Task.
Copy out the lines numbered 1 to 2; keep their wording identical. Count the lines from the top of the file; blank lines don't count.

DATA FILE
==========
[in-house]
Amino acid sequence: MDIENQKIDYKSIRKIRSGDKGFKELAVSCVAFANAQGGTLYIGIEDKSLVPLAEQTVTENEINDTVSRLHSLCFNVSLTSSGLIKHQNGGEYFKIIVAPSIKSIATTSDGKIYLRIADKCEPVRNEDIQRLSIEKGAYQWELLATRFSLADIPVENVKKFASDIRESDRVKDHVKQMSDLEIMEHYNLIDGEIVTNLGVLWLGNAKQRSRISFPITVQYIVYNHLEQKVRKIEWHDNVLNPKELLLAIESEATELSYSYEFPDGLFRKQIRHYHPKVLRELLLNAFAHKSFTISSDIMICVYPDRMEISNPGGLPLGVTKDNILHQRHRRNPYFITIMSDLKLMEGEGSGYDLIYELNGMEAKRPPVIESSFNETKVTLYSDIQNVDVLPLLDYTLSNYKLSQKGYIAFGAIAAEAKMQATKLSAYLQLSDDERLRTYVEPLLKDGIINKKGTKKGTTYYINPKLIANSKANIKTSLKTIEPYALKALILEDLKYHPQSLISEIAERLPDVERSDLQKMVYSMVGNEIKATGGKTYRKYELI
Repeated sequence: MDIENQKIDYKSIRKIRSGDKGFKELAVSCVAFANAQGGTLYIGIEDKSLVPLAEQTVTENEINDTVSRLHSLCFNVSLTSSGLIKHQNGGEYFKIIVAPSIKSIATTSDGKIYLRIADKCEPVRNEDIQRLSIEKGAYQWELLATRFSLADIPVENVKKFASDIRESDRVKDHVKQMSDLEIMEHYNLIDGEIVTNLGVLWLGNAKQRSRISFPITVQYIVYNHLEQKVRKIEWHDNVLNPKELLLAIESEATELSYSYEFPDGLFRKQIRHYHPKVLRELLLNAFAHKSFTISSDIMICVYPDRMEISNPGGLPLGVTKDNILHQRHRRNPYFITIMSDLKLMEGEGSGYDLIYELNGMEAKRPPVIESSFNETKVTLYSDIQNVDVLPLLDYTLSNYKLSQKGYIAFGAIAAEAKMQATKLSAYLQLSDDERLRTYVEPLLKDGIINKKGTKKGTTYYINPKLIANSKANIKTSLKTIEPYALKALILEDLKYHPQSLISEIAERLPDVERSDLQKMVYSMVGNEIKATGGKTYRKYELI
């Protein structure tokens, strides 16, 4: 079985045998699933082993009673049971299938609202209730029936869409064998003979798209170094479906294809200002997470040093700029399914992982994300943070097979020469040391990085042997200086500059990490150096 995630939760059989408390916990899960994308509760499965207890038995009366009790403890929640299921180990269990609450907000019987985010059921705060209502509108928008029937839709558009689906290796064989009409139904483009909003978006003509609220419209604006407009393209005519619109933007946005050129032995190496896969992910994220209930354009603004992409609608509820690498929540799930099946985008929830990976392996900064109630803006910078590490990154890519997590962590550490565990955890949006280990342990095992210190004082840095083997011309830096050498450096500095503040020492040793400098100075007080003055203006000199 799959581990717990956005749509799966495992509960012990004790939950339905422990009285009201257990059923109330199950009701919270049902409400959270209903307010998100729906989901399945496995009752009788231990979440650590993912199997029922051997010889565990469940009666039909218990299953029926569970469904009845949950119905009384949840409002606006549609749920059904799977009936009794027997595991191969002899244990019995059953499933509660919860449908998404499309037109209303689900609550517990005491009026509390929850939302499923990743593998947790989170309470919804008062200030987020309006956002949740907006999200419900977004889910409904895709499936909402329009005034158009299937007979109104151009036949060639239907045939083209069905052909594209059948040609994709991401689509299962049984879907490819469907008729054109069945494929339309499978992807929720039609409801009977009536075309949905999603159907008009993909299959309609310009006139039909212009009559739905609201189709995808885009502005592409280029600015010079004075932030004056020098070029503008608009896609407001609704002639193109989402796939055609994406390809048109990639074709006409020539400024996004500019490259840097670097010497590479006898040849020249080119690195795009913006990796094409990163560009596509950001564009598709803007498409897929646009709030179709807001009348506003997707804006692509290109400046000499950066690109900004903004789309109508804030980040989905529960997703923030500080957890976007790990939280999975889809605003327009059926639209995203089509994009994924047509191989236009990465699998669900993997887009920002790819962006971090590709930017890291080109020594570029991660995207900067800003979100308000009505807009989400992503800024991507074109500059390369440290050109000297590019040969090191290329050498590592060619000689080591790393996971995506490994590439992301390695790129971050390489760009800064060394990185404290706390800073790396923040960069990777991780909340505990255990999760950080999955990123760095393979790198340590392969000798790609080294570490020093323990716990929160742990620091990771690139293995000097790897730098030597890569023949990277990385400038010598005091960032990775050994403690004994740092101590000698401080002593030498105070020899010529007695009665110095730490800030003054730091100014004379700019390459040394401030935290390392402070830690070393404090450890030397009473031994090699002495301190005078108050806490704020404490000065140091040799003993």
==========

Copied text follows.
[in-house]
Amino acid sequence: MDIENQKIDYKSIRKIRSGDKGFKELAVSCVAFANAQGGTLYIGIEDKSLVPLAEQTVTENEINDTVSRLHSLCFNVSLTSSGLIKHQNGGEYFKIIVAPSIKSIATTSDGKIYLRIADKCEPVRNEDIQRLSIEKGAYQWELLATRFSLADIPVENVKKFASDIRESDRVKDHVKQMSDLEIMEHYNLIDGEIVTNLGVLWLGNAKQRSRISFPITVQYIVYNHLEQKVRKIEWHDNVLNPKELLLAIESEATELSYSYEFPDGLFRKQIRHYHPKVLRELLLNAFAHKSFTISSDIMICVYPDRMEISNPGGLPLGVTKDNILHQRHRRNPYFITIMSDLKLMEGEGSGYDLIYELNGMEAKRPPVIESSFNETKVTLYSDIQNVDVLPLLDYTLSNYKLSQKGYIAFGAIAAEAKMQATKLSAYLQLSDDERLRTYVEPLLKDGIINKKGTKKGTTYYINPKLIANSKANIKTSLKTIEPYALKALILEDLKYHPQSLISEIAERLPDVERSDLQKMVYSMVGNEIKATGGKTYRKYELI